Not surprisingly that what follows is a father declaring he would rather his daughter dead than to marry a man he hadn’t chosen for her. Thus, the antecedence of the absolutely hilarious, loveable quartet of lovers, Hermia and Lysander, Helena and Demetrius, is born from this darkness.

All four players nailed this. Rebecca Rogers’ Hermia was a brittle diamond, Ruby Hansen’s Helena was shimmering, gibbering neurosis, Harry Bradley’s Lysander was a fabulous Eton mess of a thing and Simon Rodda’s Demetrius was, well, quite slimy. They took these attitudes through the cobbled streets of Athens, through the murky swamps and thorns of the relationship forest and out the other side, still keeping their essential selves. Loved it!

The Mechanicals are Shakespeare’s gift to the world. Led by Peter Hambleton’s Bottom, almost literally, they are the joy that gives air to this crazy, crazy play.

The Mechanicals are the joy that gives air to this crazy, crazy play. Held aloft is Sheena Irving as  Starveling.

But perhaps the most remarkable aspect of this production was the magic created by the language of Titania’s and Oberon’s forest. Here the otherworldliness comes in the lyrical sounds of te reo Maori spoken by Anatonio Te Maioha’s Oberon, Renaye (Ngati Kahungunu/Te Atiawa/Kai Tahu) Tamati’s Titania and Eds (Ngapuhi) Eramiha’s Puck.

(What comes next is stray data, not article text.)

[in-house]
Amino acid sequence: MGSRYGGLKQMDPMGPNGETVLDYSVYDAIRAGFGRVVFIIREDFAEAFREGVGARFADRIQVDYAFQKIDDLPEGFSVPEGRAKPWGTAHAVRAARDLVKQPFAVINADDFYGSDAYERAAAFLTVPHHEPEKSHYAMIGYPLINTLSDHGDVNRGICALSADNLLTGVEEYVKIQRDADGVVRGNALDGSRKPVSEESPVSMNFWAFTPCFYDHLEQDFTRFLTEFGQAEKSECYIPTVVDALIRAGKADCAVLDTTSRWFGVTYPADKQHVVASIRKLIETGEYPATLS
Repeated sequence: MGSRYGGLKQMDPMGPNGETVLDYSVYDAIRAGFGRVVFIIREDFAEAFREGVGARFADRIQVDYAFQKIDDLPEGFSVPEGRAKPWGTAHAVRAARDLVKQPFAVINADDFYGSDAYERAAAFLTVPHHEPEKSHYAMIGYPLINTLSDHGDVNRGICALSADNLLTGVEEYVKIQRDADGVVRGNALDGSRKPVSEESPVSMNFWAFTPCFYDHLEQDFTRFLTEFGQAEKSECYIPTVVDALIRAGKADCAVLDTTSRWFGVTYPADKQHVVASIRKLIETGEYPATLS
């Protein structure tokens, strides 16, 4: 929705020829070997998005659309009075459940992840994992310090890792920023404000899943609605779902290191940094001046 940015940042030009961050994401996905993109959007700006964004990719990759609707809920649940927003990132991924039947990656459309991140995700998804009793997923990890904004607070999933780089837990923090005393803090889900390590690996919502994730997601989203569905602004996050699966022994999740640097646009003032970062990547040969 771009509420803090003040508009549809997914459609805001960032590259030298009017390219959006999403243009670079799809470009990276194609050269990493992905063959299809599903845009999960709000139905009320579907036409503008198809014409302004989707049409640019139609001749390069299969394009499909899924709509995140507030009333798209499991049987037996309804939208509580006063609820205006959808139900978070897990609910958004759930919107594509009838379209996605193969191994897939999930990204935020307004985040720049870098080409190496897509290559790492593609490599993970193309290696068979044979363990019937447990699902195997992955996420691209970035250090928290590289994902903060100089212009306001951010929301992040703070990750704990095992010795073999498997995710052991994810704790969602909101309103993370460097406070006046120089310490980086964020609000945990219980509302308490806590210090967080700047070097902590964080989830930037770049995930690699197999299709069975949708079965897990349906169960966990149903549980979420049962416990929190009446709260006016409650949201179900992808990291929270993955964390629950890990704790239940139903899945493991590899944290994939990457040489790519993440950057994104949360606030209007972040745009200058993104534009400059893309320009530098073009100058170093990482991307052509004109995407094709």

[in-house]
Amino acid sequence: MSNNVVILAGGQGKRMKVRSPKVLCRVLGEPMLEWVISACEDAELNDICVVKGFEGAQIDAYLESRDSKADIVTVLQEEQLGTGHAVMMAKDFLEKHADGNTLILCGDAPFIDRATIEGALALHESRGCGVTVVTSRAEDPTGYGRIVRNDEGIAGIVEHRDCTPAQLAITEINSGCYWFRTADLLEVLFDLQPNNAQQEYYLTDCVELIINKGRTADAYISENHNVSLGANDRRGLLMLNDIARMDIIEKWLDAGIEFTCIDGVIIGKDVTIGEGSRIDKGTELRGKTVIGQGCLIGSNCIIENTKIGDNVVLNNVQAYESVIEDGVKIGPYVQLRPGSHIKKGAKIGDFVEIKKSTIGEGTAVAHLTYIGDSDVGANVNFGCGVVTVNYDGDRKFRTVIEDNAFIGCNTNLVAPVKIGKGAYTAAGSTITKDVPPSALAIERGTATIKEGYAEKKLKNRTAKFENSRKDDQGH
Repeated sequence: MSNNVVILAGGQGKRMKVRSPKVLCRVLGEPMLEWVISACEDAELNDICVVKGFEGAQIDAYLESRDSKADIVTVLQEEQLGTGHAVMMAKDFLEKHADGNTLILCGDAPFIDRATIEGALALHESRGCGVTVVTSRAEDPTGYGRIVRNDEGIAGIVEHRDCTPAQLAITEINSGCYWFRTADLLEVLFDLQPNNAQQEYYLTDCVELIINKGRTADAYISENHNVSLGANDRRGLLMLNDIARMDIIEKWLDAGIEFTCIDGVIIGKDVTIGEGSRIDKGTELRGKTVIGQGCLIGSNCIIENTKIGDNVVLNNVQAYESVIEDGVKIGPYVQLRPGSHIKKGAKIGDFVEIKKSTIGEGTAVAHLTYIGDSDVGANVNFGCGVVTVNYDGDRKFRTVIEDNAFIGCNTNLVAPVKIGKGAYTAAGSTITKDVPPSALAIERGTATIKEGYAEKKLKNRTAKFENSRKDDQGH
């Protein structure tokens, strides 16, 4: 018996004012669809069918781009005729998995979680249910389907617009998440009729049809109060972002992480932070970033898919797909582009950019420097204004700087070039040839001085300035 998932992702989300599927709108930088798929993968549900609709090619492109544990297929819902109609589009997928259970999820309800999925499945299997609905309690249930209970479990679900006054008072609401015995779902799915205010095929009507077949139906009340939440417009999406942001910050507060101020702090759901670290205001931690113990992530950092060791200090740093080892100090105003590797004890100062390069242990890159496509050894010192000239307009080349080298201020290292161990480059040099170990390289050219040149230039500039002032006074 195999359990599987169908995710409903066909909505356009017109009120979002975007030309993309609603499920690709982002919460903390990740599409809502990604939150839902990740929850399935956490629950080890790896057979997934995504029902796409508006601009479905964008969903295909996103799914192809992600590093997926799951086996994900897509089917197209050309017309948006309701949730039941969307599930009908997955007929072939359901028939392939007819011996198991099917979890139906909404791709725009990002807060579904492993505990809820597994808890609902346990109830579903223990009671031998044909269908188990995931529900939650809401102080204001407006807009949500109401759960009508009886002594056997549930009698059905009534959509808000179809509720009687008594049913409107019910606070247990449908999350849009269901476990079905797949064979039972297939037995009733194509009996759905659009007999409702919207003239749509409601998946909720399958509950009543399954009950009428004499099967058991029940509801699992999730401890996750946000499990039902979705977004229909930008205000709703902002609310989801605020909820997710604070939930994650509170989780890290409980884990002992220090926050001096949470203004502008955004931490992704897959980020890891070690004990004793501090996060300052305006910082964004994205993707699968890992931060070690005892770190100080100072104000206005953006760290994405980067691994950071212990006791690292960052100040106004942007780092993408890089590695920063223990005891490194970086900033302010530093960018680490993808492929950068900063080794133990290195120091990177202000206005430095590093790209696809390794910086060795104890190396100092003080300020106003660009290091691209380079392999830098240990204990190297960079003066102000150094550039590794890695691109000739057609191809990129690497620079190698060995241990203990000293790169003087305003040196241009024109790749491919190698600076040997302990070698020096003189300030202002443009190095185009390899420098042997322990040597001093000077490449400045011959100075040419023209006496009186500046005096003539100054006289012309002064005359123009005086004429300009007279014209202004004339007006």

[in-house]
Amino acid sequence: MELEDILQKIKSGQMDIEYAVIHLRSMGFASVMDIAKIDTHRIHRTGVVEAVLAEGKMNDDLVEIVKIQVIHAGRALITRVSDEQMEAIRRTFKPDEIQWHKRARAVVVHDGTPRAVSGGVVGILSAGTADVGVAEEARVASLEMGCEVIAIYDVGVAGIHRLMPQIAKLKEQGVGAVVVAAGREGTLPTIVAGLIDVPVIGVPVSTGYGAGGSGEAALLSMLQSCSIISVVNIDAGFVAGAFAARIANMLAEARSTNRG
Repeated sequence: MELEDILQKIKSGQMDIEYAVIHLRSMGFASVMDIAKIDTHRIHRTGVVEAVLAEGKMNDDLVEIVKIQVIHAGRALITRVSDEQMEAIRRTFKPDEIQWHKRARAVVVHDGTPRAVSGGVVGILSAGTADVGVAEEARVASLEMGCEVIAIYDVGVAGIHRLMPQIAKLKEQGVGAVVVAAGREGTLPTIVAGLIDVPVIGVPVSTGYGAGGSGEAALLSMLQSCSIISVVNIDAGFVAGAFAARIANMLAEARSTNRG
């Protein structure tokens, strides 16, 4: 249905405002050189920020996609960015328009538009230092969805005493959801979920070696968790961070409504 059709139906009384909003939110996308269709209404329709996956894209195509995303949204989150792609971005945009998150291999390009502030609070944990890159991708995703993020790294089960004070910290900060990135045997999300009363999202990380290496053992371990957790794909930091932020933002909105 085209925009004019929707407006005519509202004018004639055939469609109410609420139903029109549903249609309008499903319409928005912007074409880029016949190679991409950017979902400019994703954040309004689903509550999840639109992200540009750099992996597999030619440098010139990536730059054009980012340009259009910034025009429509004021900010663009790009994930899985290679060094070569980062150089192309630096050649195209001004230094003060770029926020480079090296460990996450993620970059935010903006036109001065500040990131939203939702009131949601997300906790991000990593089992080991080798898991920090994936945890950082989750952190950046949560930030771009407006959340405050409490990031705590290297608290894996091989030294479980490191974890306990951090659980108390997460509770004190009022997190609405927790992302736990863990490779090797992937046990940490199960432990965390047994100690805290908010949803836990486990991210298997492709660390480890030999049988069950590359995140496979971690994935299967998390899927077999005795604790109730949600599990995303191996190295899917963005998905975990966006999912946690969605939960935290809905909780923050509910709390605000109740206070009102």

And not just the odd outbreak – almost the entire engagement is exquisitely rendered, led entirely by some great acting of voice and body. Not a drop was spilt – well maybe we were missing a foundling or two, but if anything is incidental in the fiery relationship of Oberon and Titania, it is probably the kid.

Here the enslaved Hippolyta transforms into Titania’s wild dervish, and the masculine certainty of Theseus is completely undone in Oberon, who learns that every action has an effect that cannot be controlled.

And Puck! A success of a performance of the Dream, I reckon, rests largely on the chemistry of the Quartet and the interpretation of Puck. I have seen some nasty Pucks in my day. Eramiha’s good hearted, bit of a bumbler, bit of a chancer but helluva dancer Puck set the tone of this good natured and thoroughly entertaining show.